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1.  Effect of combination tablets containing amlodipine 10 mg and irbesartan 100 mg on blood pressure and cardiovascular risk factors in patients with hypertension 
Hypertension is one of the major risk factors for cardiovascular and cerebrovascular disease and mortality. Patients who receive insufficient doses of antihypertensive agents or who are poorly adherent to multidrug treatment regimens often fail to achieve adequate blood pressure (BP) control. The aim of this study was to determine the efficacy of an angiotensin II receptor blocker (ARB) and calcium channel blocker (CCB) combination tablet containing a regular dose of irbesartan (100 mg) and a high dose of amlodipine (10 mg) with regard to lowering BP and other risk factors for cardiovascular disease.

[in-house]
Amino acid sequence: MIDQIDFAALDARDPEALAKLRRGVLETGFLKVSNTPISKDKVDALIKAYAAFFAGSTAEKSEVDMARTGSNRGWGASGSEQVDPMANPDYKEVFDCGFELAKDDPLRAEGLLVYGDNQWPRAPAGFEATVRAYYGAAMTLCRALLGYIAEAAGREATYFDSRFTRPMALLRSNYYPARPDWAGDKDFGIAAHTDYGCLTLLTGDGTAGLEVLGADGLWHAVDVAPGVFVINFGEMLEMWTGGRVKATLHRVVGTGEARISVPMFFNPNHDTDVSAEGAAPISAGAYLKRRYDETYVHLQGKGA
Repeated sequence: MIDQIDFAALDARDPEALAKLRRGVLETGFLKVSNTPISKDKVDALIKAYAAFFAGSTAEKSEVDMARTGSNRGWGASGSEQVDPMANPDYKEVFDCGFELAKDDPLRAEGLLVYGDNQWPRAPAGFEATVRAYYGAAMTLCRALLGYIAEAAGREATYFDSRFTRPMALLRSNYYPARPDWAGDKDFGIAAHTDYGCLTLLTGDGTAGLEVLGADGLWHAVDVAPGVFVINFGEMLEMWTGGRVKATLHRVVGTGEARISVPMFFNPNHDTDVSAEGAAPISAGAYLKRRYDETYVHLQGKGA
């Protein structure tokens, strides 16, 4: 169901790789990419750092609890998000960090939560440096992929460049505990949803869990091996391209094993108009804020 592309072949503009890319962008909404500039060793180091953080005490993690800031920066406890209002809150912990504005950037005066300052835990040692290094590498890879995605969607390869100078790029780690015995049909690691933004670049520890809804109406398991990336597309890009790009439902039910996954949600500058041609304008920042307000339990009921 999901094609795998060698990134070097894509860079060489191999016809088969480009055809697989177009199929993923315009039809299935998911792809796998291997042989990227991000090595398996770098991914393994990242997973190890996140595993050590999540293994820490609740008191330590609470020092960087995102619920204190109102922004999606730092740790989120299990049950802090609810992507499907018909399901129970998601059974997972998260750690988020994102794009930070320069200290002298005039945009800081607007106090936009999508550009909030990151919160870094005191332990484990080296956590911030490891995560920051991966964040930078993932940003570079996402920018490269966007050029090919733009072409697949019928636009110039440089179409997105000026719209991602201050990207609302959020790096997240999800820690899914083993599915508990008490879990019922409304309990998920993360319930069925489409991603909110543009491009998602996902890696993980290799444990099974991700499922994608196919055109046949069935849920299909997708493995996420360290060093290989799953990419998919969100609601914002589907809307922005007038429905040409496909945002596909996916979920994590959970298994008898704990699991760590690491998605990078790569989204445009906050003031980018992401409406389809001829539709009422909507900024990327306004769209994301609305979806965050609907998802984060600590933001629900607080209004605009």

We retrospectively evaluated data from 68 patients with essential hypertension whose treatment regimen was changed either from combination treatment with an independent ARB and a low-dose or regular-dose CCB or from a combination tablet of ARB and a low-dose or regular-dose CCB to a combination tablet containing amlodipine 10 mg and irbesartan 100 mg, because of incomplete BP control. Previous treatments did not include irbesartan as the ARB.
The combination tablet decreased systolic and diastolic BP. In addition, it significantly decreased serum uric acid, low-density lipoprotein cholesterol, and increased high-density lipoprotein cholesterol levels, independent of the BP-lowering effect. Treatment with the combination tablet did not affect serum triglycerides, plasma glucose, glycated hemoglobin, serum potassium or creatinine levels, or the urinary albumin excretion rate.